The Civil Rights movement of the 1950s and 1960s went a long way toward assuring black equality under the law. So why does actual success elude many African Americans more than forty years later? Racism may still be a factor, but Bill Cosby and Alvin Poussaint argue that many of the problems holding back progress could be overcome from within.
In Come On People: On the Path From Victims to Victors, Cosby and Poussaint explain how many self-destructive aspects of modern black culture discourage success and restrict opportunities. Instead of brother helping brother overcoming adversity, black culture often devalues achievement. If getting good grades and working hard can be labeled “acting white,” for example, then what demoralized message becomes associated with “acting black”?
The authors, both well-credentialed veterans of civil rights, urge the African American community to get over the victim mentality that erodes self-respect and motivation. Then they list ways blacks can help themselves, their families, and their communities. Number one on their list is mentoring African American males to take responsibility for the women and children in their lives. Why do so many black men abandon the unwed mothers of their children, and fall into a spiraling culture of bad language, debasement, failure, drugs, and crime?
“Come on People,” the authors shout. “We can do better.” The words on the front cover echo throughout the book. They urge readers to make a difference locally. Stop blaming everyone else for failure. Take responsibility. Racism might continue to stain American culture, but much can be done despite racism, history, and current conditions.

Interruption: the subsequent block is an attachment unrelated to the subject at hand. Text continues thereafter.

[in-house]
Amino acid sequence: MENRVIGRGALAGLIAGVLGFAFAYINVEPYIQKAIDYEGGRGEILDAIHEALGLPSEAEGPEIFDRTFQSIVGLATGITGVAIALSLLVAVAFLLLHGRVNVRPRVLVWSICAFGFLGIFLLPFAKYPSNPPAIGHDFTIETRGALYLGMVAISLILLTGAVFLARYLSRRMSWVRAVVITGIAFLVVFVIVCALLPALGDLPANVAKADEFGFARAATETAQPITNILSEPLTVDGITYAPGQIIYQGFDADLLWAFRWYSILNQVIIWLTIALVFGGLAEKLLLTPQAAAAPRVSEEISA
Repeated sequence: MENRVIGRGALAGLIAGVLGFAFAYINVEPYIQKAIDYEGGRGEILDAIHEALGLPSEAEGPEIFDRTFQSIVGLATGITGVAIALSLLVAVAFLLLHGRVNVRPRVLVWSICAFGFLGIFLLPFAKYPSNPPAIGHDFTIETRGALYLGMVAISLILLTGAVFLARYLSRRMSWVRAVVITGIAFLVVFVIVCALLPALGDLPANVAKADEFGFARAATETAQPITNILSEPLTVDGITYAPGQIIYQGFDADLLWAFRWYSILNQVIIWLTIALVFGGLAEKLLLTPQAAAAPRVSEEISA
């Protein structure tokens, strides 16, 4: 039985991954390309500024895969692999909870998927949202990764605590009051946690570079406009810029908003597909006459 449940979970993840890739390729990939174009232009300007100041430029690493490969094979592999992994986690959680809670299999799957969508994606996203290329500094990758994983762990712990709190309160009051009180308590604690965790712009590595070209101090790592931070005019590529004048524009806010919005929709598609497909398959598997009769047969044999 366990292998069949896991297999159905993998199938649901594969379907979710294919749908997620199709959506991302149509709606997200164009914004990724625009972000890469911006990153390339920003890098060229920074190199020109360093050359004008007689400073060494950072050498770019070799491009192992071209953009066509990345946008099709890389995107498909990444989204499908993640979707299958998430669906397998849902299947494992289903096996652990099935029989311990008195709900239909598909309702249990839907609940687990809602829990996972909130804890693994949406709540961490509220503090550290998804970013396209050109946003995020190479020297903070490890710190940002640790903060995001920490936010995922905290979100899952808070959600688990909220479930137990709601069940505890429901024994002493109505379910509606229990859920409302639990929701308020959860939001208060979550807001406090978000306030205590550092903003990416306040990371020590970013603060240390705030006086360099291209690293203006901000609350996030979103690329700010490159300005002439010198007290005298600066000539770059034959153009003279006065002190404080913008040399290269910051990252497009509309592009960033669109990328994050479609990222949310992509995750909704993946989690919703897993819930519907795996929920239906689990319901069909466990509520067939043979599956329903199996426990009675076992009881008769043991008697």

African Americans need to tone down the culture, cool the violence, stick with family, pursue an education, learn to speak properly, develop employable habits, and support their community. These, the authors say, are the tools blacks need to avoid the traps of poverty and victimhood. I would take their argument one step further (though I’m guessing they’d agree with me): these are tools needed by anyone regardless of race. The African American community is, at the moment, simply mired in the traps more than others. I am white, but I was joining in the chorus every time the authors repeated their call: “Come on people. We can do better.”
The book is dotted with “call outs” — inspiring thoughts from successful black educators, business people, and community leaders. They pulled themselves up and want to show others the way. Possibly the most important lesson from the call outs is the overall concept: African American success IS possible. The civil rights leaders of yesterday did the hard part; they assured that opportunities existed. Cosby and Pouissant don’t want those opportunities ignored or squandered. It’s a powerful message in a well-written book.